Some of this is arguably for good, most of it for evil, but they let us see it--and they let him see, and be affected by that as well.

For these and other reasons, at their best, the sequels have actually built on each other rather than just turning into bloodier and bloodier rehashes. Even the least of them.

Although, this--along with a lot of what I've praised above-did start to slip a little by Saw IV. And a lot in Saw V, which is the least creatively succesful film in the series to date (good start, good ending, one good scene in the middle--whooooole lotta filler).

VI was a much better, even choice in many ways, film; as I've noted previously, it received the best reviews since the original. Still, I'm not exactly sorry to say that word is next years Saw VII will be the end.

BTW...this is another place where you could question the status of these movies as "American" films. Saw was created by a couple of Australians, and after the first movie (which filmed in LA), all the sequels have been filmed and co-financed in Canada.

(until VI, which actually split its money between four countries...which might explain why VII was fast-tracked: Less risk, to more the fact that no film in the series has been unprofitable)

Moving on (I heard those of you who said, "Thank god...")

The Lord of the Rings: The Fellowship of the Ring

Okay. I granted up front, including this as a contemporary American film is arguable--roughly half of the stars are from England or Australia, the director and co-writers are from New Zealand, where it was also shot.

But, it was co-financed with American money. And come on, what was I going to do, leave it out?

This is a movie that schooled Lucas--or should have--on how to make an epic without sacrificing storytelling. (I've regained much of my interest in Lucas' contemporary films-the prequel trilogy-thanks to seeing them again through my nephew's eyes. But, you'll notice that none appear in this list.)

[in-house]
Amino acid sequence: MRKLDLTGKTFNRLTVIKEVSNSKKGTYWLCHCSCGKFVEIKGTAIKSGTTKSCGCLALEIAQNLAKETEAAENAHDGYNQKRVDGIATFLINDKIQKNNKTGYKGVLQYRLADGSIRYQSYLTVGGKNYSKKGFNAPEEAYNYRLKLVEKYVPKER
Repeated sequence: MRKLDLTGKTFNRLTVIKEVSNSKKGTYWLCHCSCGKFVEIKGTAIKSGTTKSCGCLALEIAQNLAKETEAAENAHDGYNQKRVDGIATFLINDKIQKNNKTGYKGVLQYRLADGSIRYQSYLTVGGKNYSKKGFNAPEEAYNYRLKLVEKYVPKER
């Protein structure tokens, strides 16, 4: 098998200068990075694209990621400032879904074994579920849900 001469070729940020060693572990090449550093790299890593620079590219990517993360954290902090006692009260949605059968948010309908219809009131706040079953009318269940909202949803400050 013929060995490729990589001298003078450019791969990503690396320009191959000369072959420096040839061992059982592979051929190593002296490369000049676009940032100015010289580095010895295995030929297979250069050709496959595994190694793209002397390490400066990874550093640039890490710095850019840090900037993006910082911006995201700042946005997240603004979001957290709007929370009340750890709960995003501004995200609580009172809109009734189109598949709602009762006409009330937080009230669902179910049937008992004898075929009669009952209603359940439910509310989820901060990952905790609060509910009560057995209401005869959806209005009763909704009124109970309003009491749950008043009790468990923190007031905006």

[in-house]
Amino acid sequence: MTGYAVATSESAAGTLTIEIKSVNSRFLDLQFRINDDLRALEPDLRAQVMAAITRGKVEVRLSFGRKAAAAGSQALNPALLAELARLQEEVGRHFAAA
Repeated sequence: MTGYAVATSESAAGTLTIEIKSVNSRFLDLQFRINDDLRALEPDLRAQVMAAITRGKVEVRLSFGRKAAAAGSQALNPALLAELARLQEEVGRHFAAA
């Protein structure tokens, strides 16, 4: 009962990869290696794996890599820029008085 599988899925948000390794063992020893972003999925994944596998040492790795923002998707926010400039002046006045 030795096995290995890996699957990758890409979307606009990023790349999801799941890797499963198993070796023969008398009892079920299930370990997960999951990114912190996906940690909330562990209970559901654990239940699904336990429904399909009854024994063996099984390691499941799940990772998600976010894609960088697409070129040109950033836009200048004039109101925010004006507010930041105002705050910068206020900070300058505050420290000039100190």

I gotta give Fellowship mad props.

Now I want to talk about my two "animation directors of the decade-plus," Brad Bird and Andrew Stanton. Bird made The Iron Giant, Ratatouille and The Incredibles. I like The Incredibles and love Ratatouille, but Iron Giant is better than either of them.

It's a film about which I always tell people: If you read comic books when you were're gonna cry when you reach the end of this movie.

Andrew Stanton made Finding Nemo and Wall-E (as well as co-writing the Toy Story films and Monsters, Inc).
Nemo is still, for me, the high-water mark (tee hee) against which all other are judged, and Wall-E made confident strides in animated storytelling whilst (and at the same time) never, ever losing heart.

(Strange to say, I didn't realize until just when I was writing this draft of this long-in-the-works post how much the broad strokes of Stanton's Wall-E resembles Bird's The Iron Giant, another fun movie about a robot, with heart.)